Terrible vernacular

I’m increasingly self-conscious of my lexical choices and gramatical faux pas. As a part of this, I have made a change to my regular speech, according to one of my friends. I say less in an effort to convey clarity. I strive to say things which try to be unique, either to myself or to the world at large.

Further, I try not to do the following:

i. ‘Follow the leader’, repeating sentiment. News travels in waves and echoes these days; the announcement of the death of Michael Jackson, or in my kinds of circles, famous intellectuals and philosophers specifically. It is a learned response from one’s own experience, and from learned observation; that the first reaction is not always the most accurate.

ii. Not make a point. Conversation that tries to be argumentative or original must avoid the putative lay points of view unless actually relevant. Demagogues increasingly highjack policy and the proper governance. Stated a different way: why should I care what polls maintain about an issue (for instance, the recent issue of whether US pollers believe that Obama was born in the USA) unless it has been made clear to me that it is important.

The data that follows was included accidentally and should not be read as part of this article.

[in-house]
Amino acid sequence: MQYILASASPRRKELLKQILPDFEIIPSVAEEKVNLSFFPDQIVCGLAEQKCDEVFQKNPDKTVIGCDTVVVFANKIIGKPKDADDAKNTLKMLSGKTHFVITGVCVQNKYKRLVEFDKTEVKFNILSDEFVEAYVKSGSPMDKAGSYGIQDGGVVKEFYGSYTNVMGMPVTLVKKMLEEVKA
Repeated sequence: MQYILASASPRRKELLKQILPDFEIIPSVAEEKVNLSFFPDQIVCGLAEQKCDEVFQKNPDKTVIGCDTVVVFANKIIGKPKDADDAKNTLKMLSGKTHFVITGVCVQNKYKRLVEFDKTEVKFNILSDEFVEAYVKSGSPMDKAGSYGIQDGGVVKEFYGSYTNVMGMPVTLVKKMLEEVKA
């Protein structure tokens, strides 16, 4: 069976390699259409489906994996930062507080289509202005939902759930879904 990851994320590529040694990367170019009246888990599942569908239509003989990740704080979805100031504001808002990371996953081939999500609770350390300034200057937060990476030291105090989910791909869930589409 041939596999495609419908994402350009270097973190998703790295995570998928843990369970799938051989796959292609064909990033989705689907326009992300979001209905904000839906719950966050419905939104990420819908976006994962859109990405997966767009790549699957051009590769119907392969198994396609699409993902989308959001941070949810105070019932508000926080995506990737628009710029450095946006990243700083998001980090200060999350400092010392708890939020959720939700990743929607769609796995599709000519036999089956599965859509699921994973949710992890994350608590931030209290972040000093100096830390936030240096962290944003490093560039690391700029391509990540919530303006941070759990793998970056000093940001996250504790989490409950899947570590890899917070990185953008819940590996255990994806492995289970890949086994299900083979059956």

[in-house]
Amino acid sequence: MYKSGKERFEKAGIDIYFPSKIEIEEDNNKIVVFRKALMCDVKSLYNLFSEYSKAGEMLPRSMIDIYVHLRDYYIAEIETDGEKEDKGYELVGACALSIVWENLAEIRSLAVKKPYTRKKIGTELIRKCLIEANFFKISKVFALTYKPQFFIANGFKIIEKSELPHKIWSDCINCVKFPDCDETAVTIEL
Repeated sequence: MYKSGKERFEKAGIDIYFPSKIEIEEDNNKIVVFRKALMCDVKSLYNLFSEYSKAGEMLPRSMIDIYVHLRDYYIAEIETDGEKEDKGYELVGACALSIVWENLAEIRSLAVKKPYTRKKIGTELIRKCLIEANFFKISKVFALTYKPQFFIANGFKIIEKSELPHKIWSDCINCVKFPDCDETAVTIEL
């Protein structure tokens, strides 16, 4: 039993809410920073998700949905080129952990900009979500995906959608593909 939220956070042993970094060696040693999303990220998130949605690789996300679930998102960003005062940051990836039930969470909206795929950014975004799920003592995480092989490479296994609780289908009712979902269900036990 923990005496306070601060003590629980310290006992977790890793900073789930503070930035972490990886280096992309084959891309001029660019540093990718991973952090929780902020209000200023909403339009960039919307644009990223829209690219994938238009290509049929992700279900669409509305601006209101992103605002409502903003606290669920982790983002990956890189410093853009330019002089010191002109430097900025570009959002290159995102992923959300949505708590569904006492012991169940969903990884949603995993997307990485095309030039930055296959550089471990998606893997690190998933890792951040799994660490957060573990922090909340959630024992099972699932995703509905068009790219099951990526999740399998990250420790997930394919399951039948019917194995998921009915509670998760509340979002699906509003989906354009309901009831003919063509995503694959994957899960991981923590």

iii. Be selective. It is the first rule of good essay writing that one should not just ‘say everything they know about an issue’, but to mention the things that are relevant or argumentative. I’m around many people who make this fallacy to the extent that I struggle not to internalise their own pattern.

With the above considered, I am still very much subject to grammatical and lexical fallibility. I’d begrudingly admit that. I had my recent book review revised for some typos, before realising that I still had more. Considering that it is an open access publication I’ll have it sorted out at some point soon.


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